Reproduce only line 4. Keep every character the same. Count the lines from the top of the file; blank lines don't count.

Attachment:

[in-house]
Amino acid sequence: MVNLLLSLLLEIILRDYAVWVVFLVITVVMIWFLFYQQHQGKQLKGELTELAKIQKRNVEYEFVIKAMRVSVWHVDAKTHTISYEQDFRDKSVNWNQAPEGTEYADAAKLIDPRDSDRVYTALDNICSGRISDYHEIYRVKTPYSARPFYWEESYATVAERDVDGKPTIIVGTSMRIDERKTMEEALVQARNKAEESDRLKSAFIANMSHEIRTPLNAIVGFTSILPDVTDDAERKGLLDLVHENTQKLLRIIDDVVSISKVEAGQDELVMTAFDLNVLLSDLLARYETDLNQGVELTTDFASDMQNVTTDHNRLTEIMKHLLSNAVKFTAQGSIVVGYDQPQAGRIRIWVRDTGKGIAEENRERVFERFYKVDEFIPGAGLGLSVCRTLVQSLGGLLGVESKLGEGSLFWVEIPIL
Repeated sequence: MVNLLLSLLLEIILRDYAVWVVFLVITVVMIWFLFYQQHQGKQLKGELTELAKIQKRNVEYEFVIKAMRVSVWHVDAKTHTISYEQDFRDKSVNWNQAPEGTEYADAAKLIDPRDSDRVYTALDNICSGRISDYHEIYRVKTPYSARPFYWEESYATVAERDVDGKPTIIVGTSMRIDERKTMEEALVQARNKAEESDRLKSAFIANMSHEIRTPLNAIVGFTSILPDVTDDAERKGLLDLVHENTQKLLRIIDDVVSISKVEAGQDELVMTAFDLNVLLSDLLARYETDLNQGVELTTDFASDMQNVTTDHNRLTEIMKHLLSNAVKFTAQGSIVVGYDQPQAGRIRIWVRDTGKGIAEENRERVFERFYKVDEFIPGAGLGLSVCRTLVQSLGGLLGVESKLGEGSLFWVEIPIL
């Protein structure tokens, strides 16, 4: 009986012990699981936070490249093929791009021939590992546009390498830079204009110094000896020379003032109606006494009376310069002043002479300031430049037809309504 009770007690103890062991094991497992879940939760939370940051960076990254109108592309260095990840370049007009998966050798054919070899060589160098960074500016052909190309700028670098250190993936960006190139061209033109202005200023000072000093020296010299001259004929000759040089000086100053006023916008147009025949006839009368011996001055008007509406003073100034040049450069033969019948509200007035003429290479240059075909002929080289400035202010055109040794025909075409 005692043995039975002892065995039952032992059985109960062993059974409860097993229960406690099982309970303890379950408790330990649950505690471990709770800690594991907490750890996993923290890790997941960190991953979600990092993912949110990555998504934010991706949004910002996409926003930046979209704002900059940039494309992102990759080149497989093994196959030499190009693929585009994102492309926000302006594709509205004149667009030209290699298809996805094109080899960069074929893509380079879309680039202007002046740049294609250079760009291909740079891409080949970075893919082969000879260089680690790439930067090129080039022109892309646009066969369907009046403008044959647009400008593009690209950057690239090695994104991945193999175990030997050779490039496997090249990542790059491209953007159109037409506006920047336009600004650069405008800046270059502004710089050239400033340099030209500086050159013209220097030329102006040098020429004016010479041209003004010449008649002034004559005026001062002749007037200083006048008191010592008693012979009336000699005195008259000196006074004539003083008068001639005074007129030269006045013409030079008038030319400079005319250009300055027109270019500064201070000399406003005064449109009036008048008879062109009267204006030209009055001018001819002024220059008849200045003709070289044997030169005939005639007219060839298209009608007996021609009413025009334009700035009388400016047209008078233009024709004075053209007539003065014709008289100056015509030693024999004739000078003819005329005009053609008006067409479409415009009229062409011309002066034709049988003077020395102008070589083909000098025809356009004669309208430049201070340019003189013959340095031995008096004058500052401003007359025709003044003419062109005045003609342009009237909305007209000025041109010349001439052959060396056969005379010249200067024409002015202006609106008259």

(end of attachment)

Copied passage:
């Protein structure tokens, strides 16, 4: 009986012990699981936070490249093929791009021939590992546009390498830079204009110094000896020379003032109606006494009376310069002043002479300031430049037809309504 009770007690103890062991094991497992879940939760939370940051960076990254109108592309260095990840370049007009998966050798054919070899060589160098960074500016052909190309700028670098250190993936960006190139061209033109202005200023000072000093020296010299001259004929000759040089000086100053006023916008147009025949006839009368011996001055008007509406003073100034040049450069033969019948509200007035003429290479240059075909002929080289400035202010055109040794025909075409 005692043995039975002892065995039952032992059985109960062993059974409860097993229960406690099982309970303890379950408790330990649950505690471990709770800690594991907490750890996993923290890790997941960190991953979600990092993912949110990555998504934010991706949004910002996409926003930046979209704002900059940039494309992102990759080149497989093994196959030499190009693929585009994102492309926000302006594709509205004149667009030209290699298809996805094109080899960069074929893509380079879309680039202007002046740049294609250079760009291909740079891409080949970075893919082969000879260089680690790439930067090129080039022109892309646009066969369907009046403008044959647009400008593009690209950057690239090695994104991945193999175990030997050779490039496997090249990542790059491209953007159109037409506006920047336009600004650069405008800046270059502004710089050239400033340099030209500086050159013209220097030329102006040098020429004016010479041209003004010449008649002034004559005026001062002749007037200083006048008191010592008693012979009336000699005195008259000196006074004539003083008068001639005074007129030269006045013409030079008038030319400079005319250009300055027109270019500064201070000399406003005064449109009036008048008879062109009267204006030209009055001018001819002024220059008849200045003709070289044997030169005939005639007219060839298209009608007996021609009413025009334009700035009388400016047209008078233009024709004075053209007539003065014709008289100056015509030693024999004739000078003819005329005009053609008006067409479409415009009229062409011309002066034709049988003077020395102008070589083909000098025809356009004669309208430049201070340019003189013959340095031995008096004058500052401003007359025709003044003419062109005045003609342009009237909305007209000025041109010349001439052959060396056969005379010249200067024409002015202006609106008259």